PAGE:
Where Shoe feels like a heartfelt letter, Cave’s work has the complexity and scope of a great poem by William Blake. Abattoir Blues and The Lyre of Orpheus are two terrible twins, works of frightening and awe-inspiring gospel-rock music that faces the wickedness of humanity without flinching, and clings to the thread of hope that “the mystery of the Word” will prove true, and God will deliver on His promises. Nature becomes the vehicle of His voice, whispering of beauty and design in a world where we are spreading chaos as fast as we can.
There She Goes, My Beautiful World
Let the Bells Ring
The Arcade Fire…..Funeral
U2…..How to Dismantle an Atomic Bomb
Don’t be surprised if you hear these playing on Classic Rock stations even though the songs are brand new. Atomic Bomb is packed with irresistible pop songs disguised as ferocious, macho, swaggering rock and roll anthems.
While it’s not nearly as exciting as U2’s 1990s forays into new territory–a courageous and experimental period that alienated fans who wanted U2 to be predictable and redundant–this album seems calculated to lure back the fans that have bailed over the last decade. It sounds like Edge is saying, “No, please, don’t go, we can still turn out those great guitar-driven hits like we did with Achtung Baby and The Joshua Tree!”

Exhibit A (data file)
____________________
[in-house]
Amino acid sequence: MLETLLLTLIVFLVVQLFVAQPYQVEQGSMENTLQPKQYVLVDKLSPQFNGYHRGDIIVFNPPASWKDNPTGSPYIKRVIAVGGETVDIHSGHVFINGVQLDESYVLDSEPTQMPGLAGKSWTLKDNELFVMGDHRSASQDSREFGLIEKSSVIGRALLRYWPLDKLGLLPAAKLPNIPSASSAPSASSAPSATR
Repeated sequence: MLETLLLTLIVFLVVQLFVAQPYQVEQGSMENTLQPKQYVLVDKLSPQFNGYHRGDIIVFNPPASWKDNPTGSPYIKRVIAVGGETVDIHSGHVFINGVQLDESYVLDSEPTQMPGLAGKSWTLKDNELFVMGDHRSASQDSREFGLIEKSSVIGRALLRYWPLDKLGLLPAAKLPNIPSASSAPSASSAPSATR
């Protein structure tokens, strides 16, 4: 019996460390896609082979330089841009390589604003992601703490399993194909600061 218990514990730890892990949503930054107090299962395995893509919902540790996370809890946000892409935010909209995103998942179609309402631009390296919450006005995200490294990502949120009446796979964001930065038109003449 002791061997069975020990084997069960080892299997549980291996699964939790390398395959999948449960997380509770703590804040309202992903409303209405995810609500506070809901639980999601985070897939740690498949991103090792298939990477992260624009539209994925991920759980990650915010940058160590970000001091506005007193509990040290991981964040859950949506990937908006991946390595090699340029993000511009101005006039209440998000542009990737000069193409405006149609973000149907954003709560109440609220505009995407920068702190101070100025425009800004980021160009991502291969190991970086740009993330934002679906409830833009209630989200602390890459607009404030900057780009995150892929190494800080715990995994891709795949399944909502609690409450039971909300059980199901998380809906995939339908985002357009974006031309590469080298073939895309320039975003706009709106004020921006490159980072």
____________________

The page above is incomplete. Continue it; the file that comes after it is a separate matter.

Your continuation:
And yet, while they may be resting on their laurels, and they may not be breaking any new ground here, this is still fantastic rock and roll, with several tracks that can stand alongside the best of Achtung Baby. Furthermore, these songs wrestle with God more than any collection they’ve ever released. And Bono seems to be getting younger, his voice getting stronger. Where All That You Can’t Leave Behind felt half-finished, filling in the corners with B-sides, Atomic Bomb is an album of solid, radio-ready, “instant classics” with only a couple of stumbles along the way. It may be predictable. It may be old-fashioned. But it’s still better than almost anything on rock-n-roll radio this year.
And sized up against the latest album from rock’s other Superband of the 80s and 90s—R.E.M.’s Around the Sun—there’s just no contest. Where R.E.M. sounds like they’ve given up and checked into an assisted-living facility, their creativity on life support, U2 sounds ready to storm the stage for another decade of astonishing live shows.
A Man and a Woman
Sometimes You Can’t Make It On Your Own
Crumbs from Your Table
All Because of You
Equal in power as a rock album, and superior to U2’s Dismantle as a work of art (if not quite as wide-ranging in style), Arcade Fire’s Funeral is a gorgeous, complex work of deep sadness woven through with threads of furious hope. This is the most astonishing debut by a rock band in ages, echoing the better qualities of bands like The Cure, Talking Heads, Modest Mouse, and Radiohead. And their lyrics are pure poetry. Just when the world needed to know that we haven’t seen the last of the Great Rock Bands, Arcade Fire comes to show us that we don’t have to settle for Coldplay.
Neighborhood #1 (Tunnels)
Neighborhood #2 (Laïka)
Neighborhood #3 (Power Out)
Patty Griffin…..Impossible Dream